Cleaner maritime technologies

GE Power Conversion is marking the success of two innovation projects aimed at reducing maritime greenhouse gas emissions.

GE is helping to make progress towards net zero operations for ship and port operators through cleaner power systems and digital energy management.   At sea and on land, its electric microgrid systems can host integration of new energy sources and smarter digital and control technologies as they develop.

GE’s projects, part of the UK’s Clean Maritime Demonstration Competition, benefitted from partners’ vessel and port applications to accelerate solutions based on ‘real-world’ scenarios.

Power and energy specialists GE have been working on integration of multi-megawatt (MW) solid oxide fuel cell (SOFC) systems into a large ship architecture with partners Ceres, Lloyd’s Register and MSC Cruise Management (UK) Ltd.

The team’s efforts resulted in a major milestone – a collaborative design for up to 10MW on-board solid oxide fuel cell power installations.  At this scale, systems are able to provide electric power for large ships, and replace conventional diesel generating sets.  The system has the potential to reduce CO2 emissions by 47%, and significantly improve air quality and noise pollution when ships are in port. SOFC have the benefit of being able to operate on different types of new, cleaner fuels, a benefit as ship operators look to accommodate the transition to future fuels.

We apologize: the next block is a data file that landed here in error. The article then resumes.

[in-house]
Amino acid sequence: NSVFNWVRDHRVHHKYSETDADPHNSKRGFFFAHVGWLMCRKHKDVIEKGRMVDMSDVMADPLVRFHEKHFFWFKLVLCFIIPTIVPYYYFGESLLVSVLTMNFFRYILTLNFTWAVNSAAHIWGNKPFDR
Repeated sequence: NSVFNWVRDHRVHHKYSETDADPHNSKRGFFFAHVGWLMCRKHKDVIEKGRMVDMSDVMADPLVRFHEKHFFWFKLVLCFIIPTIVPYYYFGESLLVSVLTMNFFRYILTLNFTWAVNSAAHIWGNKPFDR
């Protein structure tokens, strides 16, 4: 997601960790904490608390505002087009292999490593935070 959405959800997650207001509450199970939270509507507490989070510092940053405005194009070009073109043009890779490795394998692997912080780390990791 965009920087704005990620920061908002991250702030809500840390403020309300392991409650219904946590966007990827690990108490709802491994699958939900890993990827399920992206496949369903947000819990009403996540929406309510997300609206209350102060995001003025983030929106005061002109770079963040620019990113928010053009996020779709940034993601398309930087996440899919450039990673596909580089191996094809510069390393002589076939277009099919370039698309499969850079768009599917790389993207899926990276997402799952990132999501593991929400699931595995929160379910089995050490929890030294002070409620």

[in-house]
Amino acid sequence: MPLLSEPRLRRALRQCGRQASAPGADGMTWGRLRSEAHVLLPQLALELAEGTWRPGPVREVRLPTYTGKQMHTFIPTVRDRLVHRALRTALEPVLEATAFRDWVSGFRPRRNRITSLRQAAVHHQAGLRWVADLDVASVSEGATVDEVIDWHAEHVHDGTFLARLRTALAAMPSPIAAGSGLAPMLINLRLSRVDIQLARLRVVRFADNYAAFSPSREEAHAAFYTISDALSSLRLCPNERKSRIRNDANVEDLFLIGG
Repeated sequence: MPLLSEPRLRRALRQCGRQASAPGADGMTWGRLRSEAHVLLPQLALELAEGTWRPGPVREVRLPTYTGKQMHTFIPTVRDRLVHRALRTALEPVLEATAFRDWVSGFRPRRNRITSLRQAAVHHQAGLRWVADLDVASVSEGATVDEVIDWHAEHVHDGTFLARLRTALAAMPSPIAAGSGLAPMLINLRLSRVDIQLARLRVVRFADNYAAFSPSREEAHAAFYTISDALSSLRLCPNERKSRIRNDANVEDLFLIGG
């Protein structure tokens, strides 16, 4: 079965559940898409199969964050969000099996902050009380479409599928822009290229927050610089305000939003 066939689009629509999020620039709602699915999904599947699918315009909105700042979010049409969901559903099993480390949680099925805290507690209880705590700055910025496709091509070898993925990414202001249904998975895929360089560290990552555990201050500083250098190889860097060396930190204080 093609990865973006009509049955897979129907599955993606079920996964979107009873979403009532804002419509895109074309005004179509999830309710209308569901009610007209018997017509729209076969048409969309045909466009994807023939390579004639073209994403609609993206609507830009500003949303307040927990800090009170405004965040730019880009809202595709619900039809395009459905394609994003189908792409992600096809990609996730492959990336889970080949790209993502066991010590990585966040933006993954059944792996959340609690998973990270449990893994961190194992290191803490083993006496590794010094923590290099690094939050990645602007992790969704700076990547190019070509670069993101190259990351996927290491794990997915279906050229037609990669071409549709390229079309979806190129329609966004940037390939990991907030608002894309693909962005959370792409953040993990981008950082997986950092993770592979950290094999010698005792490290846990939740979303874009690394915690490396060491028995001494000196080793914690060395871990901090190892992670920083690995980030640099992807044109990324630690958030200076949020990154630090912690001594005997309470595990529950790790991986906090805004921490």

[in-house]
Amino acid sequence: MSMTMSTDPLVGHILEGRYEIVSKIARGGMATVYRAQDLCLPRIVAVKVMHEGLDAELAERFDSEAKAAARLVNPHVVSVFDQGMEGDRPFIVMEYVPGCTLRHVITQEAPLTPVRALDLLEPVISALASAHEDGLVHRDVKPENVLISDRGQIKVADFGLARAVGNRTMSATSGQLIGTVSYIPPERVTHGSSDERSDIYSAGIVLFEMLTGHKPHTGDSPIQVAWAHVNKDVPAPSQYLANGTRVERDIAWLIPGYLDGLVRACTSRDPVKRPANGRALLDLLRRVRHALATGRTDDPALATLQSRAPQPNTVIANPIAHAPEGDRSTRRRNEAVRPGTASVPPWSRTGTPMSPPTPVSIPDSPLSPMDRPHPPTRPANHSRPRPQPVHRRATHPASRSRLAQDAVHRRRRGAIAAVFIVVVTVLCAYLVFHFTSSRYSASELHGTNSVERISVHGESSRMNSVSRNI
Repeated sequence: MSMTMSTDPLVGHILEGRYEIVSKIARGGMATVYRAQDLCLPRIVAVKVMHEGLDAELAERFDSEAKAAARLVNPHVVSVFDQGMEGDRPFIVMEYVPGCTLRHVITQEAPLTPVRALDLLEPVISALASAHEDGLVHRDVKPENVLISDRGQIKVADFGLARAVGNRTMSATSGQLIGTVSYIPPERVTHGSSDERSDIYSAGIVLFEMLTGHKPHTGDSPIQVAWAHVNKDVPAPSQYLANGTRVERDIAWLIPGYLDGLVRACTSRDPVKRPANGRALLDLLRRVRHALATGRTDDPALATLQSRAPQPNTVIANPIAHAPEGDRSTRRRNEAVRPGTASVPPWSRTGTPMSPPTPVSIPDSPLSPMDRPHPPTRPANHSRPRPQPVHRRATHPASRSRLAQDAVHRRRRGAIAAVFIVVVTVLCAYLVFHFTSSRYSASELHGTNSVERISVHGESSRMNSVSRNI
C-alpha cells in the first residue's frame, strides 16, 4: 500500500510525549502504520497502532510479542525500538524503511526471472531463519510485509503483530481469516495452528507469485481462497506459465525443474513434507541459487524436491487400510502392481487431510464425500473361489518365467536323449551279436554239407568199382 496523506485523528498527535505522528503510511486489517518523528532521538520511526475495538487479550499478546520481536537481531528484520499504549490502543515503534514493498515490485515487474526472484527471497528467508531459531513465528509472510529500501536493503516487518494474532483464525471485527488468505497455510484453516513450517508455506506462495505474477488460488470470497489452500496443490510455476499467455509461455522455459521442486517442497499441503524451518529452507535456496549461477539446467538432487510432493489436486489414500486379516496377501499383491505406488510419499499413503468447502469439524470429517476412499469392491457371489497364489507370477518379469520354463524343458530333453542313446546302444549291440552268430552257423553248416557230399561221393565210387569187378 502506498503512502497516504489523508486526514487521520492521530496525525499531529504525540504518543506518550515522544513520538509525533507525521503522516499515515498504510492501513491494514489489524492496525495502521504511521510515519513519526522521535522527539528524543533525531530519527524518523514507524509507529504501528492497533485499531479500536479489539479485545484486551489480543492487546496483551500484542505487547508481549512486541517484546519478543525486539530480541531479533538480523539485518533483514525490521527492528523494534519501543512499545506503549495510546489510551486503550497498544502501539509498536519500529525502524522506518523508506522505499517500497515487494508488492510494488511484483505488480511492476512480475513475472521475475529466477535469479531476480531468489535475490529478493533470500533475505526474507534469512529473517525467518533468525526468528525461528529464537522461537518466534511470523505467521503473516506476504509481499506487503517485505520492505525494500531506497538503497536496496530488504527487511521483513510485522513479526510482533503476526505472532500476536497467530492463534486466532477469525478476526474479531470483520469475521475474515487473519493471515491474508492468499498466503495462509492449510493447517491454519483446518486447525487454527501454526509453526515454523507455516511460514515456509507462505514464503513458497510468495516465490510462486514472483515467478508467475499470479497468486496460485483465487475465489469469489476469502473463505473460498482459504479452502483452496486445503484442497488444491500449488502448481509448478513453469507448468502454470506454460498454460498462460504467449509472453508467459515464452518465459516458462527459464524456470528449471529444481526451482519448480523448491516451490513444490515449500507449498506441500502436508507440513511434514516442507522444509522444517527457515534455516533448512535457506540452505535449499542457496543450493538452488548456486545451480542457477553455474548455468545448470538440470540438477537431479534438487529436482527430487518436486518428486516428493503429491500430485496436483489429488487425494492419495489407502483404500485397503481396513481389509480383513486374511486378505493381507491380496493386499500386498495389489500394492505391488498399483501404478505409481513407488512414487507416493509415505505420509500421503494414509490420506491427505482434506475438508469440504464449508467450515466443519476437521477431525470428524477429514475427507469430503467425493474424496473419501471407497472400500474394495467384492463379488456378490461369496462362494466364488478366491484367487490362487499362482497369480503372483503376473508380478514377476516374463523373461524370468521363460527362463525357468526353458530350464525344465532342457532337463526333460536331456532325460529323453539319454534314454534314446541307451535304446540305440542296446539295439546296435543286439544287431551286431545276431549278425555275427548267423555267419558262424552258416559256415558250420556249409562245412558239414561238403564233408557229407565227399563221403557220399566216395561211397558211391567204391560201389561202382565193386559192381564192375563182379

GE has also been working on reducing emissions at ports by helping to manage power and energy more efficiently.  With project partners PD Ports  Ltd, Connected Places Catapult and Teesside University, GE’s cloud-based, integrated digital concept aims to improve situational awareness on energy supply and demand.  Benefitting from PD Ports’ data has enabled the team to create operational scenarios to carry out testing using an emulated digital twin platform.   Digital energy management is part of GE Power Conversion’s range of Port Electrification solutions.